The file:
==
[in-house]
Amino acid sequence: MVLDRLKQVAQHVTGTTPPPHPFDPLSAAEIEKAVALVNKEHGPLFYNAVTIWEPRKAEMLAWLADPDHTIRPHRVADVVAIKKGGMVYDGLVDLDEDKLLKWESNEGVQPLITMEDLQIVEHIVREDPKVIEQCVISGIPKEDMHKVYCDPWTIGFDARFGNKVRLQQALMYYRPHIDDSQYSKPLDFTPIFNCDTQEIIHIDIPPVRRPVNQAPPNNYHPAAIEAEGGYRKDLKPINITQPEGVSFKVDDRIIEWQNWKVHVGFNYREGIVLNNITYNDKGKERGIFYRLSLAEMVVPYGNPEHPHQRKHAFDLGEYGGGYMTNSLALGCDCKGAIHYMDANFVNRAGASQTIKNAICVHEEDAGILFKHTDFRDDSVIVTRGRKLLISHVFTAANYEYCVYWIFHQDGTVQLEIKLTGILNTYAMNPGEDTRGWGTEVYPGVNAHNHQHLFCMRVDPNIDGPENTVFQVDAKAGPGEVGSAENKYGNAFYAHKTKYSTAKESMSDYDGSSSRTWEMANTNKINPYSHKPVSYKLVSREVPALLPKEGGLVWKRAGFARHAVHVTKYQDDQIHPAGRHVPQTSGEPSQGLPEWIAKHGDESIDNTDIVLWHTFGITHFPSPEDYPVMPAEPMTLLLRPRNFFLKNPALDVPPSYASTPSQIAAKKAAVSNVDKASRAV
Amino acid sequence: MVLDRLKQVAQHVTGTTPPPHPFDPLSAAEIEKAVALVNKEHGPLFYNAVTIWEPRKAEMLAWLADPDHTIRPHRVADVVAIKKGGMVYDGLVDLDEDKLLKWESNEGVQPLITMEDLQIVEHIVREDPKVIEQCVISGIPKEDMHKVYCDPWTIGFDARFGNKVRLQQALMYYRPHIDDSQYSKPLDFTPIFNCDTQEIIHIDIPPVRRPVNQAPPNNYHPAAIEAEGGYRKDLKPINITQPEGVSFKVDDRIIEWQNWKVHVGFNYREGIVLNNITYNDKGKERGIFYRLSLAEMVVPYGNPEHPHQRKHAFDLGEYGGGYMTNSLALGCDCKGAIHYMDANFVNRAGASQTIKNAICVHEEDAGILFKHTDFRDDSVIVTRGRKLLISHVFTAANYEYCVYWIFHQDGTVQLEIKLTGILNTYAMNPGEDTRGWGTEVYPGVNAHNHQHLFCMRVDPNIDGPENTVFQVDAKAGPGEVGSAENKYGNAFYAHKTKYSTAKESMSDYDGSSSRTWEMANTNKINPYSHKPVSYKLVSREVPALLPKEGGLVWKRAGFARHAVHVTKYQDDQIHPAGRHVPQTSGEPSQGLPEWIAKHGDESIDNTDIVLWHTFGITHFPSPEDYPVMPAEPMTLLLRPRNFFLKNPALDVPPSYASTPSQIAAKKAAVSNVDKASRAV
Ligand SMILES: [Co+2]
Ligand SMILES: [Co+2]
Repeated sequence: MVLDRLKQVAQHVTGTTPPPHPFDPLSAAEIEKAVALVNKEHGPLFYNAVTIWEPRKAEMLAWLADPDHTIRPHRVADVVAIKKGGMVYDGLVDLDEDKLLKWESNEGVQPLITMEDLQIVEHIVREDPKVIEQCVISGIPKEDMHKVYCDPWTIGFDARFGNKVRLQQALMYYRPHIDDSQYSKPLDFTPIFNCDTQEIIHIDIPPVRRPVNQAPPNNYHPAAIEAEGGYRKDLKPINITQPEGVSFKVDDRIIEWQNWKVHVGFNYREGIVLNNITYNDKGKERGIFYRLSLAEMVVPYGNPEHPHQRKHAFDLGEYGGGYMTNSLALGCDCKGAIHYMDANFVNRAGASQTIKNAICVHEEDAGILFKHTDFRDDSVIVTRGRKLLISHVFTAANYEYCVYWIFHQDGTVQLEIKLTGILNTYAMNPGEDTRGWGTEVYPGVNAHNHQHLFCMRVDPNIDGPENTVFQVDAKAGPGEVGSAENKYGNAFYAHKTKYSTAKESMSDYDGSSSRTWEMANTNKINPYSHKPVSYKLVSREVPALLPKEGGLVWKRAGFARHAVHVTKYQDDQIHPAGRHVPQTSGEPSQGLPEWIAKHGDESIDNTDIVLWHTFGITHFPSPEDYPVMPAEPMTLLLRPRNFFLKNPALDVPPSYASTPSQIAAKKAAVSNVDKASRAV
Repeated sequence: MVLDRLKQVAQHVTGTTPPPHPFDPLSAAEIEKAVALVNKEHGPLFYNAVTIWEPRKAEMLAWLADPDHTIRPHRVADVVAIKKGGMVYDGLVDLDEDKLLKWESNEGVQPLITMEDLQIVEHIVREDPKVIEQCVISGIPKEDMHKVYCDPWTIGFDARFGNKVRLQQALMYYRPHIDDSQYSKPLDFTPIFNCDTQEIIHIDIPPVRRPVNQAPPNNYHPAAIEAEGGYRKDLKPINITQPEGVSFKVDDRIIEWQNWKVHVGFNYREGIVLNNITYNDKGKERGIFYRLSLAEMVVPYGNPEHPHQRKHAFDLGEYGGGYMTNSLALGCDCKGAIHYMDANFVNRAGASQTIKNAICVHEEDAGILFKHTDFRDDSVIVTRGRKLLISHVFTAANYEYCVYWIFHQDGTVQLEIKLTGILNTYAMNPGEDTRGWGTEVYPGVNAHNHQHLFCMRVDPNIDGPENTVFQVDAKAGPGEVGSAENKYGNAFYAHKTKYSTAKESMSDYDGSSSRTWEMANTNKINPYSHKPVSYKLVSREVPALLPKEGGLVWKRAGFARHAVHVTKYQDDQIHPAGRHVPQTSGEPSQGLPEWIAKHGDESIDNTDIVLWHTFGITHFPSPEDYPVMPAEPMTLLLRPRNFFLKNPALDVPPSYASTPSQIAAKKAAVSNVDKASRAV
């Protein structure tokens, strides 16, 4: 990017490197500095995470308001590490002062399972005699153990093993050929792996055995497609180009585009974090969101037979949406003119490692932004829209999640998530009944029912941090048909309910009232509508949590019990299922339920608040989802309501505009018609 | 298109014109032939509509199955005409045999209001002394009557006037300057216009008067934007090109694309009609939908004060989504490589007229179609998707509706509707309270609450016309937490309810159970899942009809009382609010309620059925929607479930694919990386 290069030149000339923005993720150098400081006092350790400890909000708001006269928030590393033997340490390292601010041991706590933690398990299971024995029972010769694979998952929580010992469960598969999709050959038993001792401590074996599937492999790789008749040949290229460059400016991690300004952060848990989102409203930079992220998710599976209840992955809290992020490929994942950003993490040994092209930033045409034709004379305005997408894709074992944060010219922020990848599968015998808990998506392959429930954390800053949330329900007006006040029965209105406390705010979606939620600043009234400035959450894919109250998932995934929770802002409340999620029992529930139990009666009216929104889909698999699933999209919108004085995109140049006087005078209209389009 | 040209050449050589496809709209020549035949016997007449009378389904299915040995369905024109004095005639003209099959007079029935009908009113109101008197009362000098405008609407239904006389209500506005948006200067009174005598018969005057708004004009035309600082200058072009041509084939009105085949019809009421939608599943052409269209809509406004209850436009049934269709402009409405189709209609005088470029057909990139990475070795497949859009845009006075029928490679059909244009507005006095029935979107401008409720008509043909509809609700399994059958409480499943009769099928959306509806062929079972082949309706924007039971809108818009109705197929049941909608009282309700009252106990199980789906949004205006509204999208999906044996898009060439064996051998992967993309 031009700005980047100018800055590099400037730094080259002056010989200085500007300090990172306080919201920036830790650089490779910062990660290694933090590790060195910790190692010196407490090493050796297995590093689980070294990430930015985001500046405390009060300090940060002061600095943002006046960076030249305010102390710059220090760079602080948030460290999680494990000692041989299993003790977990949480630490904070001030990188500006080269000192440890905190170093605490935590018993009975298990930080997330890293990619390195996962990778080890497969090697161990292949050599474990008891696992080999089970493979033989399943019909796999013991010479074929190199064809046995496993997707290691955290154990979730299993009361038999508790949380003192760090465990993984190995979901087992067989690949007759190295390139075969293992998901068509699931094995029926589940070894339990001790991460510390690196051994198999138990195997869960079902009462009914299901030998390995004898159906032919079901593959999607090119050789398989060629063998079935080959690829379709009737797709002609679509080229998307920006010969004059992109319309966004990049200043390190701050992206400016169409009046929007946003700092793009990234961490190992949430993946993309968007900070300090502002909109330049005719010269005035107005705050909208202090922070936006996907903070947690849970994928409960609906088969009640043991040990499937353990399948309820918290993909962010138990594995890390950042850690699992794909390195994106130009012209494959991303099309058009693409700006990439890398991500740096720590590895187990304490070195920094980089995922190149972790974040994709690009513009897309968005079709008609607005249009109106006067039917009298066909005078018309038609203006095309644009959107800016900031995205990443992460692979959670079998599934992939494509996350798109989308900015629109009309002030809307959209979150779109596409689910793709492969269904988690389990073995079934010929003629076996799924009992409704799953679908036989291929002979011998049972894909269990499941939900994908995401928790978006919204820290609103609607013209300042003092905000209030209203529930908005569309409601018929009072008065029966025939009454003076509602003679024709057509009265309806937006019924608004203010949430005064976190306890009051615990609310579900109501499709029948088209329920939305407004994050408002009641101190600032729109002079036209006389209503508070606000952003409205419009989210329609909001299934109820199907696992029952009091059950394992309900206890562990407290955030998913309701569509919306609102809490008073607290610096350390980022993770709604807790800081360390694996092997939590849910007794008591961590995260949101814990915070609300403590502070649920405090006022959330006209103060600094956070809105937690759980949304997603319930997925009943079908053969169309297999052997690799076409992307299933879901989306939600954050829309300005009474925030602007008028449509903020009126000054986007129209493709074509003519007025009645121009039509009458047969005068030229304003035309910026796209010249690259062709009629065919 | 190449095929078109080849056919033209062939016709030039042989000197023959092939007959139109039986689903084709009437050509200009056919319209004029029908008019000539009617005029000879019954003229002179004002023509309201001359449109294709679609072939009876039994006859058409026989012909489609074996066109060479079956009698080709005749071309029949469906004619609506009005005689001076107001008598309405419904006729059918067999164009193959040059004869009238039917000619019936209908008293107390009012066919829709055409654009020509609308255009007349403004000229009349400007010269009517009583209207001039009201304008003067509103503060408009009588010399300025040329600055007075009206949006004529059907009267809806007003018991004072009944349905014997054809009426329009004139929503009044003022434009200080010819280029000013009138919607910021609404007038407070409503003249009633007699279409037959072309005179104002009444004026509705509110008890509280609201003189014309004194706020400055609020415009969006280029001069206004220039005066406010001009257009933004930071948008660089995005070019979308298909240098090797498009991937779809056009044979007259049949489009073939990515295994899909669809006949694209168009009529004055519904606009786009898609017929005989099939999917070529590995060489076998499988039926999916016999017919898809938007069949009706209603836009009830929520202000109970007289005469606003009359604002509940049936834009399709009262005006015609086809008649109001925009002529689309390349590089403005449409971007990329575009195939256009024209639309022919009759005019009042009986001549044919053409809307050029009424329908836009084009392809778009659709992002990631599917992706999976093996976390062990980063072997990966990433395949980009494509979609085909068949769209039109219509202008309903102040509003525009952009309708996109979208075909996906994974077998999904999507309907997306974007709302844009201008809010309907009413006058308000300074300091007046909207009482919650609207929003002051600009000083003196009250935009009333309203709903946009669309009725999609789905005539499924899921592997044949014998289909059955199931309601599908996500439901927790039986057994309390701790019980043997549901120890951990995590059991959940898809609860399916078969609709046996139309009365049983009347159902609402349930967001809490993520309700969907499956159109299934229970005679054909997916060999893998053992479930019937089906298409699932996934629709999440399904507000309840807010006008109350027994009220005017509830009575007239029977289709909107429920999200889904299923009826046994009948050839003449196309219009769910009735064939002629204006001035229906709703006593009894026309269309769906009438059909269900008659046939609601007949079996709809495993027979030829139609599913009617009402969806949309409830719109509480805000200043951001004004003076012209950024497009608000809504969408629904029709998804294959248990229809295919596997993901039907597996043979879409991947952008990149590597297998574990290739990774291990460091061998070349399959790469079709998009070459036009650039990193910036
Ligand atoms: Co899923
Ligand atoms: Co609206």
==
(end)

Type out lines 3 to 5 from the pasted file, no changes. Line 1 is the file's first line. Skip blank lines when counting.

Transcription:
Amino acid sequence: MVLDRLKQVAQHVTGTTPPPHPFDPLSAAEIEKAVALVNKEHGPLFYNAVTIWEPRKAEMLAWLADPDHTIRPHRVADVVAIKKGGMVYDGLVDLDEDKLLKWESNEGVQPLITMEDLQIVEHIVREDPKVIEQCVISGIPKEDMHKVYCDPWTIGFDARFGNKVRLQQALMYYRPHIDDSQYSKPLDFTPIFNCDTQEIIHIDIPPVRRPVNQAPPNNYHPAAIEAEGGYRKDLKPINITQPEGVSFKVDDRIIEWQNWKVHVGFNYREGIVLNNITYNDKGKERGIFYRLSLAEMVVPYGNPEHPHQRKHAFDLGEYGGGYMTNSLALGCDCKGAIHYMDANFVNRAGASQTIKNAICVHEEDAGILFKHTDFRDDSVIVTRGRKLLISHVFTAANYEYCVYWIFHQDGTVQLEIKLTGILNTYAMNPGEDTRGWGTEVYPGVNAHNHQHLFCMRVDPNIDGPENTVFQVDAKAGPGEVGSAENKYGNAFYAHKTKYSTAKESMSDYDGSSSRTWEMANTNKINPYSHKPVSYKLVSREVPALLPKEGGLVWKRAGFARHAVHVTKYQDDQIHPAGRHVPQTSGEPSQGLPEWIAKHGDESIDNTDIVLWHTFGITHFPSPEDYPVMPAEPMTLLLRPRNFFLKNPALDVPPSYASTPSQIAAKKAAVSNVDKASRAV
Ligand SMILES: [Co+2]
Ligand SMILES: [Co+2]